Mayor Jerry Sanders today vetoed the City Council’s push to develop a year-long pilot study of indirect potable reuse — the process that fills drinking reservoirs with treated sewage.
The council called in late October for Sanders and his staff to carry out a test-model of sewage recycling, sometimes called toilet-to-tap, by July and to analyze the holding capabilities of San Vicente Reservoir, where the recycled water would be stored. The council also wanted an analysis of the recycling’s financial and energy costs as well as a public education campaign.
“This is an economic decision,” Sanders said. The pilot program would require a water rate increase, he said, an unappealing option given that the city has already raised rates twice in the last year.
At the same time that Sanders said his decision was solely based on economics, both he and Water Department Director Jim Barrett were unable to provide solid estimates of the pilot program’s costs.
While Sanders said water rates would have to increase to finance the pilot, he couldn’t say how much.
And while the two officials said the pilot program would cost $10 million to $15 million, they couldn’t provide a cost breakdown. Barrett said the Water Department had not spent “any time or effort looking at potable reclaimed water use.”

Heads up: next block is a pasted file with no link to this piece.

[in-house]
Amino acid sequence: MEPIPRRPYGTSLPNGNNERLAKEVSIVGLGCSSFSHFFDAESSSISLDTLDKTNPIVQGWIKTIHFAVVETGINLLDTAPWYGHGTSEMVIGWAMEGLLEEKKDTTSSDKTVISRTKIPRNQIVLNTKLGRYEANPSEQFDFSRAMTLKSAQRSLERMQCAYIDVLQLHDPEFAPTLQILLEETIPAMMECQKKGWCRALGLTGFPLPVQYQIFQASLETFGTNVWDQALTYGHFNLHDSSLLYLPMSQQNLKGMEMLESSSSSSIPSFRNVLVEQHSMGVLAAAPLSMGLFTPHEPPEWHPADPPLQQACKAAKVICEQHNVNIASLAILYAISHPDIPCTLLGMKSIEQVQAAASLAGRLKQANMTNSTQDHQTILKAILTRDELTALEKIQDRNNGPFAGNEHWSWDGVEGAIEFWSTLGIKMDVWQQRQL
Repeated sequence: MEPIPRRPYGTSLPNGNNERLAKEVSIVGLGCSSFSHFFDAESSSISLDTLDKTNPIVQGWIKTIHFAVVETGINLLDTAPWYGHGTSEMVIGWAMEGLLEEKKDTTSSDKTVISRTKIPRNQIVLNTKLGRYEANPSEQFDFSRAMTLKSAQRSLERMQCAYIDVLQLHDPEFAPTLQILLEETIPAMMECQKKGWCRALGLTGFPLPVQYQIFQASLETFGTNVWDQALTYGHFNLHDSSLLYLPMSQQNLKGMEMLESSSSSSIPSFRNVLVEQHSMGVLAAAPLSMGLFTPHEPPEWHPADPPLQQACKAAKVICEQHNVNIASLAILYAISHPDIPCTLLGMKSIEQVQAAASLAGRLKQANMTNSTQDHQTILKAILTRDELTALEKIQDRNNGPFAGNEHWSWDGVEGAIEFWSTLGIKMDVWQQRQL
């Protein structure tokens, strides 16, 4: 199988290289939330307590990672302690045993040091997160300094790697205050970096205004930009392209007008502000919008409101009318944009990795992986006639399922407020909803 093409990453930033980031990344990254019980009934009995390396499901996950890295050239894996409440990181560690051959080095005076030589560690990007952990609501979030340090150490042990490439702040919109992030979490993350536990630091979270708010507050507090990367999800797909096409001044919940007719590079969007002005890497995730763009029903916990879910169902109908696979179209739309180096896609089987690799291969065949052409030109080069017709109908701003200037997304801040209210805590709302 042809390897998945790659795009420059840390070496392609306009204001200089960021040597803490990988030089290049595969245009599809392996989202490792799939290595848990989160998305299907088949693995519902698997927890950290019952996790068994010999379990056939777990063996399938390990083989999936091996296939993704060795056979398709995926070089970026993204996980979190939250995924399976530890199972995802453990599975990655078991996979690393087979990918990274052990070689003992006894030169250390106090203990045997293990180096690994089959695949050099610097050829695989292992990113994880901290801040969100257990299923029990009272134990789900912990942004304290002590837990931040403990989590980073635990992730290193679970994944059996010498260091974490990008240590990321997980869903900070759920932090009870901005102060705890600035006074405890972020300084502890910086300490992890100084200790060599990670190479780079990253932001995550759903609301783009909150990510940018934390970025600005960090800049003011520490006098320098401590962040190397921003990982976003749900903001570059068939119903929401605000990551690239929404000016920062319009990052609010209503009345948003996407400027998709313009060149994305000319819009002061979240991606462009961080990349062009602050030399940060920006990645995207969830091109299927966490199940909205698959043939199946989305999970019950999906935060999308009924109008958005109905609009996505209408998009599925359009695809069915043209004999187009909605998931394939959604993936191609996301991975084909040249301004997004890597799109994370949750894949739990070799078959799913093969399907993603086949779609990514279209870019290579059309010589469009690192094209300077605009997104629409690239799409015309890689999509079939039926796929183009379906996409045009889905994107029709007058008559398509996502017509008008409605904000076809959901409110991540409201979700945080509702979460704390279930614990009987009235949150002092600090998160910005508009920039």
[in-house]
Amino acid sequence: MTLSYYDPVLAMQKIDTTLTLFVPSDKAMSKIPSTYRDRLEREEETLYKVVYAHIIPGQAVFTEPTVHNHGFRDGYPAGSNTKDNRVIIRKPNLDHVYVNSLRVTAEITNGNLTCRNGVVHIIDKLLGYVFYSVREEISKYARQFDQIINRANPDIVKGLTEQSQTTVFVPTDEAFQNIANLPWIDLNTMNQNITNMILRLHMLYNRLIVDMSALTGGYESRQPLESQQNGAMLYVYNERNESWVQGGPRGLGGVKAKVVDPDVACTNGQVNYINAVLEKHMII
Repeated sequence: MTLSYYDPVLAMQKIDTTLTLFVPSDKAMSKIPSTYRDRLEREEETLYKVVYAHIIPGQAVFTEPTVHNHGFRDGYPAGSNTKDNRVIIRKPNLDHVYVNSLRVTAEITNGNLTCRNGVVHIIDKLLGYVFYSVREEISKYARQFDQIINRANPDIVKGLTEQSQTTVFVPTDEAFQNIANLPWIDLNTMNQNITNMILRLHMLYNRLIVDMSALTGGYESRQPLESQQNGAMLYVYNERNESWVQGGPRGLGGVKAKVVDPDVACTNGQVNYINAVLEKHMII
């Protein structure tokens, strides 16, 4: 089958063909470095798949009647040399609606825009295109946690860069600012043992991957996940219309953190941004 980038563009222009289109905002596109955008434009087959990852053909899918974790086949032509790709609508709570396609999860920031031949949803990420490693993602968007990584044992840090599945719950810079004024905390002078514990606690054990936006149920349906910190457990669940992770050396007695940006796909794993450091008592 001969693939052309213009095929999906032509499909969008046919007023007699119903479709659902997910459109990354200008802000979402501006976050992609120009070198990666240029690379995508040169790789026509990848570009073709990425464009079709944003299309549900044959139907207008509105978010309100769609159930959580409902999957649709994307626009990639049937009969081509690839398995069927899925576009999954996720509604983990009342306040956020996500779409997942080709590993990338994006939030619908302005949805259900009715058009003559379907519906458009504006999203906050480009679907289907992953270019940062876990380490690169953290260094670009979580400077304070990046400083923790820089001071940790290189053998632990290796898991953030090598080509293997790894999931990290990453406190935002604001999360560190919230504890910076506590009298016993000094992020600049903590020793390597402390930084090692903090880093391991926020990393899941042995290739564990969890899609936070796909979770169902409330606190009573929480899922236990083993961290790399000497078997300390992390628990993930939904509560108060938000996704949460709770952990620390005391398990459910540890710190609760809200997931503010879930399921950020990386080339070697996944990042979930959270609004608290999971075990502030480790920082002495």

“It really is just a rough order-of-magnitude planning estimate,” Barrett said. “It could be more, it could be less.”
The mayor’s estimate counts on a 17-mile pipe being built from a north San Diego sewage treatment facility to the San Vicente Reservoir. The two officials conceded that the city may be able to reduce costs by using existing pipelines owned by the San Diego County Water Authority. But they said that possibility had not been studied.
Should the issue return to council, the mayor would have to convince a councilmember to switch positions for his veto to stand. The council approved the recycling plan by a 5-2 vote. Council members Tony Young and Kevin Faulconer opposed it; Councilman Brian Maienschein was absent.
It takes only five votes to override the mayor’s veto — the same number it takes for the council to pass a measure.